KaneRobot
Morcilla








Since: 24.2.02
From: Bowels

Since last post: 2432 days
Last activity: 1725 days
#16 Posted on | Instant Rating: 2.78
    Originally posted by oldschoolhero
    And for Flair to take cheap shots out of insecurity about his own position in the wrestling world (kayfabe being broken? the bar being raised? my self-centred booking being criticised? can't have any of that!) is an insult. Foley very diplomatically stated that Flair was a pretty damn bad booker to be working under, whilst simultaneously pointing out what a legend he is. Flair denegrates Foley's entire style, career and accomplishments, just because he's part of an "old guard" of wrestling that finds what Foley did to be unnacceptable by their out-of-date rules and regulations. What he's saying is the equivalent of, say, Steve Austin writing "Flair was nothing more than a knee-drop, a "Whoo!" and the figure four". It's not tit-for-tat in any way.


Where's the law that says Flair has to praise Foley just because Foley praised him in-between cheap shots? Like someone above said, I'd rather read a book where the guy is being honest about how he feels than someone towing the company line and being censored because he might hurt someone's feelings a little. You call FLAIR insecure? If Foley is really that bent out of shape like is being reported, sounds to me like he's the one with insecurity issues.

It looks like those so-called "out-of-date rules and regulations" you mentioned may not be so out of date after all, since they've drastically cut back on the ridiculous bumps that Foley had a big hand in making popular.

I'm glad to see someone finally take it to Foley like this. It's been quite a while coming, and while anyone else he's had a tiff with in the past has had to settle for rebuttals in newsletters reaching like 1% of the audience, now the general public get to hear from someone else for a change.

As far as a DVD collection...I'd certainly rather watch a Flair collection than a Foley collection. And I think the DVD sales charts will back me up on that one, correct me if I'm wrong.

...yes, I'm aware Foley's book will certainly have higher sales numbers than Flair's - but hey, when Foley's book was #1, the Rock put out a piece of crap ghostwritten book and it ALSO got to #1. Didn't the abomination that was Chyna's book also get on the charts? It was a different time in wrestling.


    If you only like watching "a spot or two" of Foley's, then you have little to no appreciation of the psychology of a match.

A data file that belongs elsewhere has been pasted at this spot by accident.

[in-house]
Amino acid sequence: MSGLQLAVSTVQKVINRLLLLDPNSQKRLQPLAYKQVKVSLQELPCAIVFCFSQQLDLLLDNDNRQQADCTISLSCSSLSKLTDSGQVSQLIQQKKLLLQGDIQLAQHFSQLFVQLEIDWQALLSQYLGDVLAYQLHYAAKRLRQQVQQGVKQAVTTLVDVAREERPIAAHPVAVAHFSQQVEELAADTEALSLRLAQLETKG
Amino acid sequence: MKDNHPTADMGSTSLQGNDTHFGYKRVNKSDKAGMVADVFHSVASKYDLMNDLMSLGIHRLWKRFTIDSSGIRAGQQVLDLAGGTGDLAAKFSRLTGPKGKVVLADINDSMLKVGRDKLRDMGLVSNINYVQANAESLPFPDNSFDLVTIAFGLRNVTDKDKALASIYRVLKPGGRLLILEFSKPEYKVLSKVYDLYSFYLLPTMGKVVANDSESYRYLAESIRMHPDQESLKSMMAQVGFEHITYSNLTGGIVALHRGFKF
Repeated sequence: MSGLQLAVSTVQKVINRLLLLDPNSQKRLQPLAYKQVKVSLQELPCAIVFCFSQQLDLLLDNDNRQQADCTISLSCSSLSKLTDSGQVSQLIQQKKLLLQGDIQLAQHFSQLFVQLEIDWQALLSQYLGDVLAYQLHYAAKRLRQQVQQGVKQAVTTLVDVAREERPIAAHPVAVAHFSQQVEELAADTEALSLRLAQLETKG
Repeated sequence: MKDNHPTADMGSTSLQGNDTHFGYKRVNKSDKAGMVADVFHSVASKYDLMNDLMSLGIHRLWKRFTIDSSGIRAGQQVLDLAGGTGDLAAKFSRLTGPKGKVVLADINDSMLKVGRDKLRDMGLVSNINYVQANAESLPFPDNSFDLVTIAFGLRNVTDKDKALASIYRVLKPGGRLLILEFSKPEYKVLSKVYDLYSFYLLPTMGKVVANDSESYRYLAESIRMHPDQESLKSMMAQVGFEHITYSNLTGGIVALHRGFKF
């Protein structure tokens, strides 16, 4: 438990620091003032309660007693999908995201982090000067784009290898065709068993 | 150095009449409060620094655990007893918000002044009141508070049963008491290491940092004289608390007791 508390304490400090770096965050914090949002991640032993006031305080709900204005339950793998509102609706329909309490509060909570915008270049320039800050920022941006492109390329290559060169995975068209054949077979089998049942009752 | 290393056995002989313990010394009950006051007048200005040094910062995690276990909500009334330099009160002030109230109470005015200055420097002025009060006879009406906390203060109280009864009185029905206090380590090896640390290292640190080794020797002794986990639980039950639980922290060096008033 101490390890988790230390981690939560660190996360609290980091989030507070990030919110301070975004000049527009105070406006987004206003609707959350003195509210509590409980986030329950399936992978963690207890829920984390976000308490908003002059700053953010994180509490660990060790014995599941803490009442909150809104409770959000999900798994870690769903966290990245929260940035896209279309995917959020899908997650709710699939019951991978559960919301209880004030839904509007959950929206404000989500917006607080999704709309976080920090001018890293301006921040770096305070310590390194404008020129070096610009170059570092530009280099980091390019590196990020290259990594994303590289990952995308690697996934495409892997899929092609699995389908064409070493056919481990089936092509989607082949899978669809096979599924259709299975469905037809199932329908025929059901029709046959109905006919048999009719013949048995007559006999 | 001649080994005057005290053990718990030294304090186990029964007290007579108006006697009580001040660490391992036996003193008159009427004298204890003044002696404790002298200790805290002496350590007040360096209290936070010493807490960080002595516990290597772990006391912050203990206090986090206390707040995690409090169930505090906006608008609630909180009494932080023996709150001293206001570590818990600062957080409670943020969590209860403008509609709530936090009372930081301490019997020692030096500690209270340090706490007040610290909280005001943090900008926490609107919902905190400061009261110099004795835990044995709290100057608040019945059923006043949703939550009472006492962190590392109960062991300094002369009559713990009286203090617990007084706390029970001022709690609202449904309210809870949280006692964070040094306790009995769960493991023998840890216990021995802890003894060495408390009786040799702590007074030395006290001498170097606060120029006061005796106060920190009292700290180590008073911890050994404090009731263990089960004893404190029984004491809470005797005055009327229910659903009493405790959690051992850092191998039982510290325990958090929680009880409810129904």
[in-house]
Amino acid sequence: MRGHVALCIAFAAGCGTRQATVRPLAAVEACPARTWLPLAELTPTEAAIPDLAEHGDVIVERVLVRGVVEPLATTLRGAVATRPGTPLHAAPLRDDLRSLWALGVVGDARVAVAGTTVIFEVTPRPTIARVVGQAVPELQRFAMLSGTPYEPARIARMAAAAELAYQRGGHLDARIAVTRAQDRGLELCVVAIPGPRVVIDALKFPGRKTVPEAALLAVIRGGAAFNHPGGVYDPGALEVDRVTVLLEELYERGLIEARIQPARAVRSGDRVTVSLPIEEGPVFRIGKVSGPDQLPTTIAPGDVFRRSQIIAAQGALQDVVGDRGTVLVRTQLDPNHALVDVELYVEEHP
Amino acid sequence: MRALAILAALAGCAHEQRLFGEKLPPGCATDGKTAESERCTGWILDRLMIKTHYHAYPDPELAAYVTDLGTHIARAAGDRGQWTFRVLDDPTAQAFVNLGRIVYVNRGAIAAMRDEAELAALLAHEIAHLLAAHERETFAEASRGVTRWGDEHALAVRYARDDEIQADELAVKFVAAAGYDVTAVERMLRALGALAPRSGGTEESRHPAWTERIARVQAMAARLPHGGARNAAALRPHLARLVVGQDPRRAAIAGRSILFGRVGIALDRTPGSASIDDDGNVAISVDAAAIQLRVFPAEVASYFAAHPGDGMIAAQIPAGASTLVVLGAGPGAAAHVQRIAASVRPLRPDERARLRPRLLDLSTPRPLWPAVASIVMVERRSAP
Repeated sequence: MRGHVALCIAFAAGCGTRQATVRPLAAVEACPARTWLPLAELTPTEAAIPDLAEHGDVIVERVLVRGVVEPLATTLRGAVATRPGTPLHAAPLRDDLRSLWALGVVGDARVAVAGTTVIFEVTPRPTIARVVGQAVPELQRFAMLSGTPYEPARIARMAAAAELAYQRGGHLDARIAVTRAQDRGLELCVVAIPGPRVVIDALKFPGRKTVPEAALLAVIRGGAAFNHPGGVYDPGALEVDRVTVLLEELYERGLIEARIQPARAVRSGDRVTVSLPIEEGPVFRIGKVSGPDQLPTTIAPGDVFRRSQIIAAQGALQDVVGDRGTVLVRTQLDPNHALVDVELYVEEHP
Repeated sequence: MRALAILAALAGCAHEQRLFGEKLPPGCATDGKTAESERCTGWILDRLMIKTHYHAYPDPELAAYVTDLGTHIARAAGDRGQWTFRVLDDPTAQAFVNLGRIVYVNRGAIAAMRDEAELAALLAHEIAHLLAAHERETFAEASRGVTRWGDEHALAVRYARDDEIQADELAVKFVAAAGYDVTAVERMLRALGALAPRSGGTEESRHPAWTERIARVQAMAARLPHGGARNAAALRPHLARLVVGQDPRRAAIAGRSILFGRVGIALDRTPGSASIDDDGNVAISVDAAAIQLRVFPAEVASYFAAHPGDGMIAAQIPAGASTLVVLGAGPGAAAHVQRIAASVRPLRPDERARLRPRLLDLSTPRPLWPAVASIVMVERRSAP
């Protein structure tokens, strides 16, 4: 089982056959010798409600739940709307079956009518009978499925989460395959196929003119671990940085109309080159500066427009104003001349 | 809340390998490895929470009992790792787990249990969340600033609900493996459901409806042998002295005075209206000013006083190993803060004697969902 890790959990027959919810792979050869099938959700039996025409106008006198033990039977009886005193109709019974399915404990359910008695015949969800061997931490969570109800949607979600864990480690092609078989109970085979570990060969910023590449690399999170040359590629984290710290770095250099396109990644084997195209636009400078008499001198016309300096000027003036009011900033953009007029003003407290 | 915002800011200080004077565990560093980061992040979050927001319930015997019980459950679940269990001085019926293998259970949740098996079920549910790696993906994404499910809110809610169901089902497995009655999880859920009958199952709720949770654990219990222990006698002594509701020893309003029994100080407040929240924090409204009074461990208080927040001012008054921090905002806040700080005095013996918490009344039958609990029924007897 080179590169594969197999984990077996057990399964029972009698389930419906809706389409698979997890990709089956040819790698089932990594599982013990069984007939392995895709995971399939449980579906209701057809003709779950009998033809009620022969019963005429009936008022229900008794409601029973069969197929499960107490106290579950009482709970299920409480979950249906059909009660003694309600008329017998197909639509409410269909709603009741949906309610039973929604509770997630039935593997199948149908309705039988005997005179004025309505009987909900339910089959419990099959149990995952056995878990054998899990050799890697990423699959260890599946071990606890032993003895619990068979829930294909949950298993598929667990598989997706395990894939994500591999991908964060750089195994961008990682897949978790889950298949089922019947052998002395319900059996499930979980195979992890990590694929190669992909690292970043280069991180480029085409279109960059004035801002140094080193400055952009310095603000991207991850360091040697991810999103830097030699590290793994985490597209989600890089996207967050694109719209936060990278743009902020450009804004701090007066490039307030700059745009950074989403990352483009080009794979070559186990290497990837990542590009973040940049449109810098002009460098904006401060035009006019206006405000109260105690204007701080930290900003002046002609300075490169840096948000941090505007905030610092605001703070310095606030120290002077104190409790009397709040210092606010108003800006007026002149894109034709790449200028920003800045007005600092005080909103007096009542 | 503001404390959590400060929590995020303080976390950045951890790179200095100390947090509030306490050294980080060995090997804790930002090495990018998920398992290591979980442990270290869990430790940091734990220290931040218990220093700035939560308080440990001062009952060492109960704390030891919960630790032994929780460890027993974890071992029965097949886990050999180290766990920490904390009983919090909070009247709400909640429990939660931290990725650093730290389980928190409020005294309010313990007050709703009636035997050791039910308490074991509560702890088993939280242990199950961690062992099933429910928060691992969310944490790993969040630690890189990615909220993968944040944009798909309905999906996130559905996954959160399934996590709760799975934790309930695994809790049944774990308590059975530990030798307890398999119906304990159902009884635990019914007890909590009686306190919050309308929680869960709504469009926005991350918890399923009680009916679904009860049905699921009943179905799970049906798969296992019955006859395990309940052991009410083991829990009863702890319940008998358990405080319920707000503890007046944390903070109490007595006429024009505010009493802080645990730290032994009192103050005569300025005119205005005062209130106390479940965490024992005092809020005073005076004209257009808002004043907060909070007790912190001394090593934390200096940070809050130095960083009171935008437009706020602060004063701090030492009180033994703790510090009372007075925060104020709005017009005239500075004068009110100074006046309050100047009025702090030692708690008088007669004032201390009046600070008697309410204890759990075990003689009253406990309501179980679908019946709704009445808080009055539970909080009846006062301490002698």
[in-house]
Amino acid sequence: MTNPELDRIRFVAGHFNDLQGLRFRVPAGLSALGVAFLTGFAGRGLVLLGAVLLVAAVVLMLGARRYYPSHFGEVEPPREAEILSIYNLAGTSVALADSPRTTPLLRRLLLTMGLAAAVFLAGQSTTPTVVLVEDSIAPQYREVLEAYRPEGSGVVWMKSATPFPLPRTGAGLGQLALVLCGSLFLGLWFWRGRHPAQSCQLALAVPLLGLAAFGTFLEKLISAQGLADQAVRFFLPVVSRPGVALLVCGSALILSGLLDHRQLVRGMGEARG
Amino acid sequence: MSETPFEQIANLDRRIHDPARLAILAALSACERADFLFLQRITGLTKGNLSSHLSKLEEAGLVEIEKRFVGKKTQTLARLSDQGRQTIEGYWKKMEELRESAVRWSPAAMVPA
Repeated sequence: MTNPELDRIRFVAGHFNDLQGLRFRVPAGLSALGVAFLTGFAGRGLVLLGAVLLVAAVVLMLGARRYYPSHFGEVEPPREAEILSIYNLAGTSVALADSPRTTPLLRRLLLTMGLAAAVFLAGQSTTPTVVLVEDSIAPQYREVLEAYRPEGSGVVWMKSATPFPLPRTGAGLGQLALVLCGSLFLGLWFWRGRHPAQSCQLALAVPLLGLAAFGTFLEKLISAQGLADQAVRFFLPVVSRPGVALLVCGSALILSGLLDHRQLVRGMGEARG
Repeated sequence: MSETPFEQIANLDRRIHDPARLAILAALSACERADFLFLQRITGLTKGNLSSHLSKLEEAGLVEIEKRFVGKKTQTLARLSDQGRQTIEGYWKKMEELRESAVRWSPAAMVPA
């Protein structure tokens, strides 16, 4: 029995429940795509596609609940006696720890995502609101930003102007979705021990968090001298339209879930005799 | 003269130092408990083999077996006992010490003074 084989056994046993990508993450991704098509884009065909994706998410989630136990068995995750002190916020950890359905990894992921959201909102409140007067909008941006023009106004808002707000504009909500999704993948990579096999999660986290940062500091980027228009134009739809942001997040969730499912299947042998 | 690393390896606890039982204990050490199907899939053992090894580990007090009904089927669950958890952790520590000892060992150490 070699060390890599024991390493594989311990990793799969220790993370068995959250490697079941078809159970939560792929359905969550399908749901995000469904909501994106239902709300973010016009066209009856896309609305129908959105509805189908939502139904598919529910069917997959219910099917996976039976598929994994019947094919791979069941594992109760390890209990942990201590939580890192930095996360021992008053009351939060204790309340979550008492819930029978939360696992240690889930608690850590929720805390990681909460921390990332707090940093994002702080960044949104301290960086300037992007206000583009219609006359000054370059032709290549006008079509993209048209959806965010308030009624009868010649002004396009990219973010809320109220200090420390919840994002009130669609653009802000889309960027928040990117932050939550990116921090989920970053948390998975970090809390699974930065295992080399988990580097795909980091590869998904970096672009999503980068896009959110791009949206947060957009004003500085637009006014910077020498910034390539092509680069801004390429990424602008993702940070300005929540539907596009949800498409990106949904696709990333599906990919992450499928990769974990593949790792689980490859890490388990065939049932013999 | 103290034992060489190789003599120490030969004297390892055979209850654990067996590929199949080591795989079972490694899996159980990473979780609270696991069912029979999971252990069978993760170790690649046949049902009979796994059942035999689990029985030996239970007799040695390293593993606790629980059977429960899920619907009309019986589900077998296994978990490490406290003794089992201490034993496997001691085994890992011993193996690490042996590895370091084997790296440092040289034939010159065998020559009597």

Sigh. Yes. I must hate well-done matches just because I don't worship the wrestling technician that IS Dude Love.


    Don't blame the guy because YOU and other audience members can't get past the few big spots he's done and look at the excellent storytelling that goes into each and every one of his matches.


Yeah, gotta love those punch-and-kick-before-he-pulls-out-the-sock-for-the-win matches he had in his later years. Hey, I can respect the fact that he was trying to "save himself" for a few big matches (ie HHH at the 2000 Rumble), but don't even pretend "each and every one of his matches" was some brilliant masterpiece. Even Foley himself said he stunk up the joint quite a bit later on.


    Foley, had he been born a decade earlier, could have given Flair a run for his money in terms of in-ring psychology


Foley, had he been born a decade earlier, could have had a hell of a feud with Bruiser Brody. That's about all I can say for him.


    ". He WAS a good wrestler. He was, dare I say it, the best they had during 1998, when Michaels had gone and Austin was still wrestling uber-protected and Rock was still being polished. He knows what to do and when to do it, just like Flair. He's connected with the crowd in a way that no-one, NO-ONE, ever has, connected in a way that goes beyond face or heel, beyond cheering and booing at the right time. He is one of a kind.


Since you're a self-proclaimed "fanatical Foley mark," I can see why you'd say that. However, most of the top "legendary" guys in WWE ALSO connect with the fans in a way "no one, NO ONE" has either. There's no other Flair, there's no other Undertaker, there's no other Rock...you get the idea. Do you really think when people stood and gave Flair the standing ovation after his match with HHH (from the DVD set for those that have it) that it didn't go "beyond cheering or booing at the right time?" Foley has certainly carved himself a place in WWF/E history, and IS one-of-a-kind...but in a business where almost ALL the guys on top for any significant length of time are one of a kind...well...you get the idea.

I'm not afraid to admit that I'm NOT much of a Foley fan, which you may gather from this post, although most of what I said not is overly biased against Foley. Character-wise, I liked his early Mankind stuff and his ECW stuff was highly memorable, but his wrestling wasn't that appealing to me. Different strokes I guess. If he was working with someone good at the time (Michaels, HHH) he'd usually have some memorable stuff, and he had some entertaining matches with Undertaker as well.

From around the Socko-era on, his personality just rubbed me the wrong way. He always strikes me as one of those guys who think they are hilarious, then has a "who, me?" attitude when someone even hints at it. His bitterness over the last several years has reared its head a few times as well, which is what's REALLY annoying to me. If Foley admires Terry Funk so much, he should take a page out of his book and be a little more graceful in his inactivity/retirement.

*edit - spelling*

(edited by KaneRobot on 3.7.04 0801)

J. Kyle
Boudin blanc








Since: 21.2.02
From: The Land of Aloha

Since last post: 89 days
Last activity: 3 days
AIM:  
Y!:
#17 Posted on | Instant Rating: 4.68
X-E's co-Worst Poster of all time! JKyle.com says:

I'm a Foley fan... not a fanatic. The fanaticism died the day Ode to Freud was replaced by a car wreck. Then my hero turned into a bit of a self parody who still happened to be damn entertaining.